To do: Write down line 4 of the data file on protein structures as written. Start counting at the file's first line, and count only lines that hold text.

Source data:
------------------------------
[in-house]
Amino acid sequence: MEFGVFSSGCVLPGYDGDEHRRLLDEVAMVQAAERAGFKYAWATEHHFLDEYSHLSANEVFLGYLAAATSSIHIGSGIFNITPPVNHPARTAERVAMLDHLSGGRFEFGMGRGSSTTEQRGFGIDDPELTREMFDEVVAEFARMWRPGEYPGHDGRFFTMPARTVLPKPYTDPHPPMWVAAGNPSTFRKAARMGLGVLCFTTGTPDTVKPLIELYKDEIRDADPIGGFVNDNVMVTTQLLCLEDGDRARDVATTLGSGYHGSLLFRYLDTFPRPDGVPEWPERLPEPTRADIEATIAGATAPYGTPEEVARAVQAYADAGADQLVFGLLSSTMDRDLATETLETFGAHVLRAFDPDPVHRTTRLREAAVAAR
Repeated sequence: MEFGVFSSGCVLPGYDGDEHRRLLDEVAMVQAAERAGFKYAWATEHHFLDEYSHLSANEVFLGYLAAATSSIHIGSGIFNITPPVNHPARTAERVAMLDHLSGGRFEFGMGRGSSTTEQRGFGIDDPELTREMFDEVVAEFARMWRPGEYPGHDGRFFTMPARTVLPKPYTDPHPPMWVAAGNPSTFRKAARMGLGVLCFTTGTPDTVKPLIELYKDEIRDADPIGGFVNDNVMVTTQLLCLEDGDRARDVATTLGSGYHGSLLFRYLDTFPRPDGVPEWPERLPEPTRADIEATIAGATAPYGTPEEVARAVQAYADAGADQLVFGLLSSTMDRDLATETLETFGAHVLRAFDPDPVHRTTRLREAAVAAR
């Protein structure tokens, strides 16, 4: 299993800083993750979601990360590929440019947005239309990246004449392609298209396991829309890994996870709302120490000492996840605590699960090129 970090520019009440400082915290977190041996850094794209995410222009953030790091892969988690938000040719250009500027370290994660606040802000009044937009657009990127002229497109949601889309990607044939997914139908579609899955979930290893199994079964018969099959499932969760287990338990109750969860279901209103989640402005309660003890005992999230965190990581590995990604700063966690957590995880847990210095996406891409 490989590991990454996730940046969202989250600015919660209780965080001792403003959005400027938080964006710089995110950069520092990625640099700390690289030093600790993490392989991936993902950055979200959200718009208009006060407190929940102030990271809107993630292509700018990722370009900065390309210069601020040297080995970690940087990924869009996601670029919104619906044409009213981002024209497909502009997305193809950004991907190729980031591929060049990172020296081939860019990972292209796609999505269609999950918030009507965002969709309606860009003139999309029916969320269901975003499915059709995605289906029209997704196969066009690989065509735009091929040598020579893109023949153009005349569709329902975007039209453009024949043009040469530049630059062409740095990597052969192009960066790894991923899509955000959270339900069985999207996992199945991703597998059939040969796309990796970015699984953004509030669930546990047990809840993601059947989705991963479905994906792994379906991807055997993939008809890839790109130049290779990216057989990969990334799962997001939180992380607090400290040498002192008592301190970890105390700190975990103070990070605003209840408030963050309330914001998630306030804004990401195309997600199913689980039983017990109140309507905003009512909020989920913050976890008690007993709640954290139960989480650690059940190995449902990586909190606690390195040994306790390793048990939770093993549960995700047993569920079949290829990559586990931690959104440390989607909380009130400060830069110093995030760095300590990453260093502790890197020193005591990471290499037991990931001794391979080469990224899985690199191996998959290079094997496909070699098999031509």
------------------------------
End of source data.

């Protein structure tokens, strides 16, 4: 299993800083993750979601990360590929440019947005239309990246004449392609298209396991829309890994996870709302120490000492996840605590699960090129 970090520019009440400082915290977190041996850094794209995410222009953030790091892969988690938000040719250009500027370290994660606040802000009044937009657009990127002229497109949601889309990607044939997914139908579609899955979930290893199994079964018969099959499932969760287990338990109750969860279901209103989640402005309660003890005992999230965190990581590995990604700063966690957590995880847990210095996406891409 490989590991990454996730940046969202989250600015919660209780965080001792403003959005400027938080964006710089995110950069520092990625640099700390690289030093600790993490392989991936993902950055979200959200718009208009006060407190929940102030990271809107993630292509700018990722370009900065390309210069601020040297080995970690940087990924869009996601670029919104619906044409009213981002024209497909502009997305193809950004991907190729980031591929060049990172020296081939860019990972292209796609999505269609999950918030009507965002969709309606860009003139999309029916969320269901975003499915059709995605289906029209997704196969066009690989065509735009091929040598020579893109023949153009005349569709329902975007039209453009024949043009040469530049630059062409740095990597052969192009960066790894991923899509955000959270339900069985999207996992199945991703597998059939040969796309990796970015699984953004509030669930546990047990809840993601059947989705991963479905994906792994379906991807055997993939008809890839790109130049290779990216057989990969990334799962997001939180992380607090400290040498002192008592301190970890105390700190975990103070990070605003209840408030963050309330914001998630306030804004990401195309997600199913689980039983017990109140309507905003009512909020989920913050976890008690007993709640954290139960989480650690059940190995449902990586909190606690390195040994306790390793048990939770093993549960995700047993569920079949290829990559586990931690959104440390989607909380009130400060830069110093995030760095300590990453260093502790890197020193005591990471290499037991990931001794391979080469990224899985690199191996998959290079094997496909070699098999031509």